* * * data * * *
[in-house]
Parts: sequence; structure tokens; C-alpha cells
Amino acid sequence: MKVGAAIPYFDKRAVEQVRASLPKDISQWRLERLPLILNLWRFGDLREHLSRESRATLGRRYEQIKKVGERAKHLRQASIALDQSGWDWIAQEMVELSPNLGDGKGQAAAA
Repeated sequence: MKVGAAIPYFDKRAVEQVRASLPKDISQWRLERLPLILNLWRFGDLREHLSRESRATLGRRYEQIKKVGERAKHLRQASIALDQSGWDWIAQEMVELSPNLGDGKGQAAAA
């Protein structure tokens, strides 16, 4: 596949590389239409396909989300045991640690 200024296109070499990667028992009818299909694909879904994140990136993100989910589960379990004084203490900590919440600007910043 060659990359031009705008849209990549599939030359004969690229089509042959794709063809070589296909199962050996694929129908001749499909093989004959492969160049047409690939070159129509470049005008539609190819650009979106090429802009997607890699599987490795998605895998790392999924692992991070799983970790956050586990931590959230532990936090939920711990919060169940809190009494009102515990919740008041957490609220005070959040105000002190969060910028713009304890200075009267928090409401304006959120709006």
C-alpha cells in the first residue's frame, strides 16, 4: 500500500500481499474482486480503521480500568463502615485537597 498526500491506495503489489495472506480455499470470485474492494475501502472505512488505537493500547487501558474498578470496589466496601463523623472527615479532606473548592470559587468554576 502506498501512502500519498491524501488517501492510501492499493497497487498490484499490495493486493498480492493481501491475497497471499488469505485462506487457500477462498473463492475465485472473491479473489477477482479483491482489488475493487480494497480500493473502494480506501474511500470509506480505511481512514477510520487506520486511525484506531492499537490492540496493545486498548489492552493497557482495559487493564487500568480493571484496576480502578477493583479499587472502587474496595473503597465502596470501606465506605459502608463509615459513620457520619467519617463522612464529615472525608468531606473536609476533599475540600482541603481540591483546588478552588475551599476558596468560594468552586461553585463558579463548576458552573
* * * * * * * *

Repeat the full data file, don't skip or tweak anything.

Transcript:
[in-house]
Parts: sequence; structure tokens; C-alpha cells
Amino acid sequence: MKVGAAIPYFDKRAVEQVRASLPKDISQWRLERLPLILNLWRFGDLREHLSRESRATLGRRYEQIKKVGERAKHLRQASIALDQSGWDWIAQEMVELSPNLGDGKGQAAAA
Repeated sequence: MKVGAAIPYFDKRAVEQVRASLPKDISQWRLERLPLILNLWRFGDLREHLSRESRATLGRRYEQIKKVGERAKHLRQASIALDQSGWDWIAQEMVELSPNLGDGKGQAAAA
């Protein structure tokens, strides 16, 4: 596949590389239409396909989300045991640690 200024296109070499990667028992009818299909694909879904994140990136993100989910589960379990004084203490900590919440600007910043 060659990359031009705008849209990549599939030359004969690229089509042959794709063809070589296909199962050996694929129908001749499909093989004959492969160049047409690939070159129509470049005008539609190819650009979106090429802009997607890699599987490795998605895998790392999924692992991070799983970790956050586990931590959230532990936090939920711990919060169940809190009494009102515990919740008041957490609220005070959040105000002190969060910028713009304890200075009267928090409401304006959120709006």
C-alpha cells in the first residue's frame, strides 16, 4: 500500500500481499474482486480503521480500568463502615485537597 498526500491506495503489489495472506480455499470470485474492494475501502472505512488505537493500547487501558474498578470496589466496601463523623472527615479532606473548592470559587468554576 502506498501512502500519498491524501488517501492510501492499493497497487498490484499490495493486493498480492493481501491475497497471499488469505485462506487457500477462498473463492475465485472473491479473489477477482479483491482489488475493487480494497480500493473502494480506501474511500470509506480505511481512514477510520487506520486511525484506531492499537490492540496493545486498548489492552493497557482495559487493564487500568480493571484496576480502578477493583479499587472502587474496595473503597465502596470501606465506605459502608463509615459513620457520619467519617463522612464529615472525608468531606473536609476533599475540600482541603481540591483546588478552588475551599476558596468560594468552586461553585463558579463548576458552573